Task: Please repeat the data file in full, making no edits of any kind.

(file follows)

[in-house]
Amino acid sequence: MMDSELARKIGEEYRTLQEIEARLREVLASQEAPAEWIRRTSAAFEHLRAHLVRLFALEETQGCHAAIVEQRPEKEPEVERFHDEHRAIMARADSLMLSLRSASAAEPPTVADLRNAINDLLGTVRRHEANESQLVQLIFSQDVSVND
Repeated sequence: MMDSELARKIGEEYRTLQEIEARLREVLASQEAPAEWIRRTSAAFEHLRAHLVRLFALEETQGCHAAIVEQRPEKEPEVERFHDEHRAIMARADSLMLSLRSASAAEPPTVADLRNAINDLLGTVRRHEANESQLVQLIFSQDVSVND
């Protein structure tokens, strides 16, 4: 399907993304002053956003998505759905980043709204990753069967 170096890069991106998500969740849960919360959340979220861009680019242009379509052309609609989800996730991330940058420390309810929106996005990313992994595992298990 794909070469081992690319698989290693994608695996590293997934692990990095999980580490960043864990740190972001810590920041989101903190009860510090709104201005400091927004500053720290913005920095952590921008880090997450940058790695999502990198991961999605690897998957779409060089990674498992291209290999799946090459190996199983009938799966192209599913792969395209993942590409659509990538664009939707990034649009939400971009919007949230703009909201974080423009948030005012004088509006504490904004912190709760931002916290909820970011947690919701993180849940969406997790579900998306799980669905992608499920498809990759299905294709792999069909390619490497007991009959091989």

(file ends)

[in-house]
Amino acid sequence: MMDSELARKIGEEYRTLQEIEARLREVLASQEAPAEWIRRTSAAFEHLRAHLVRLFALEETQGCHAAIVEQRPEKEPEVERFHDEHRAIMARADSLMLSLRSASAAEPPTVADLRNAINDLLGTVRRHEANESQLVQLIFSQDVSVND
Repeated sequence: MMDSELARKIGEEYRTLQEIEARLREVLASQEAPAEWIRRTSAAFEHLRAHLVRLFALEETQGCHAAIVEQRPEKEPEVERFHDEHRAIMARADSLMLSLRSASAAEPPTVADLRNAINDLLGTVRRHEANESQLVQLIFSQDVSVND
């Protein structure tokens, strides 16, 4: 399907993304002053956003998505759905980043709204990753069967 170096890069991106998500969740849960919360959340979220861009680019242009379509052309609609989800996730991330940058420390309810929106996005990313992994595992298990 794909070469081992690319698989290693994608695996590293997934692990990095999980580490960043864990740190972001810590920041989101903190009860510090709104201005400091927004500053720290913005920095952590921008880090997450940058790695999502990198991961999605690897998957779409060089990674498992291209290999799946090459190996199983009938799966192209599913792969395209993942590409659509990538664009939707990034649009939400971009919007949230703009909201974080423009948030005012004088509006504490904004912190709760931002916290909820970011947690919701993180849940969406997790579900998306799980669905992608499920498809990759299905294709792999069909390619490497007991009959091989």